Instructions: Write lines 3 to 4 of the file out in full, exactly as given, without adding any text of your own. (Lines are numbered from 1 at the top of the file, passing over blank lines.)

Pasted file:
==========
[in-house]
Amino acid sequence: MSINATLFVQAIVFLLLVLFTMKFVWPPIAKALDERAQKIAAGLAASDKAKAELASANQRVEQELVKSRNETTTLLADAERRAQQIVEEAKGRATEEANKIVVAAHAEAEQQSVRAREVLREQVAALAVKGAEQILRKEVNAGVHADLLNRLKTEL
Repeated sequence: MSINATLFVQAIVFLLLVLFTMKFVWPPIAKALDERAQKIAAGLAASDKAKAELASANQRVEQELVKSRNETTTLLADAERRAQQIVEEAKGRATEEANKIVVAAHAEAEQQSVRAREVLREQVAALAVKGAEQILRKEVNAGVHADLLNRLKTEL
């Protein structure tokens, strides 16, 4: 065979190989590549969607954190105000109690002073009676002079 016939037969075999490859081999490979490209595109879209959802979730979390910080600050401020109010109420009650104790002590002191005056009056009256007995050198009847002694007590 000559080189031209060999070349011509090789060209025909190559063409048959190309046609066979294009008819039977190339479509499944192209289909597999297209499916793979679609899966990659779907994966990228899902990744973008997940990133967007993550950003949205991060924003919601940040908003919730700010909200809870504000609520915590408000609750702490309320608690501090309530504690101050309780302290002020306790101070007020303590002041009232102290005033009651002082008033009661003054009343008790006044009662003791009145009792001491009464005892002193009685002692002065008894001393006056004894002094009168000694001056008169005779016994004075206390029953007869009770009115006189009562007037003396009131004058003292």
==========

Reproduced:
Repeated sequence: MSINATLFVQAIVFLLLVLFTMKFVWPPIAKALDERAQKIAAGLAASDKAKAELASANQRVEQELVKSRNETTTLLADAERRAQQIVEEAKGRATEEANKIVVAAHAEAEQQSVRAREVLREQVAALAVKGAEQILRKEVNAGVHADLLNRLKTEL
């Protein structure tokens, strides 16, 4: 065979190989590549969607954190105000109690002073009676002079 016939037969075999490859081999490979490209595109879209959802979730979390910080600050401020109010109420009650104790002590002191005056009056009256007995050198009847002694007590 000559080189031209060999070349011509090789060209025909190559063409048959190309046609066979294009008819039977190339479509499944192209289909597999297209499916793979679609899966990659779907994966990228899902990744973008997940990133967007993550950003949205991060924003919601940040908003919730700010909200809870504000609520915590408000609750702490309320608690501090309530504690101050309780302290002020306790101070007020303590002041009232102290005033009651002082008033009661003054009343008790006044009662003791009145009792001491009464005892002193009685002692002065008894001393006056004894002094009168000694001056008169005779016994004075206390029953007869009770009115006189009562007037003396009131004058003292």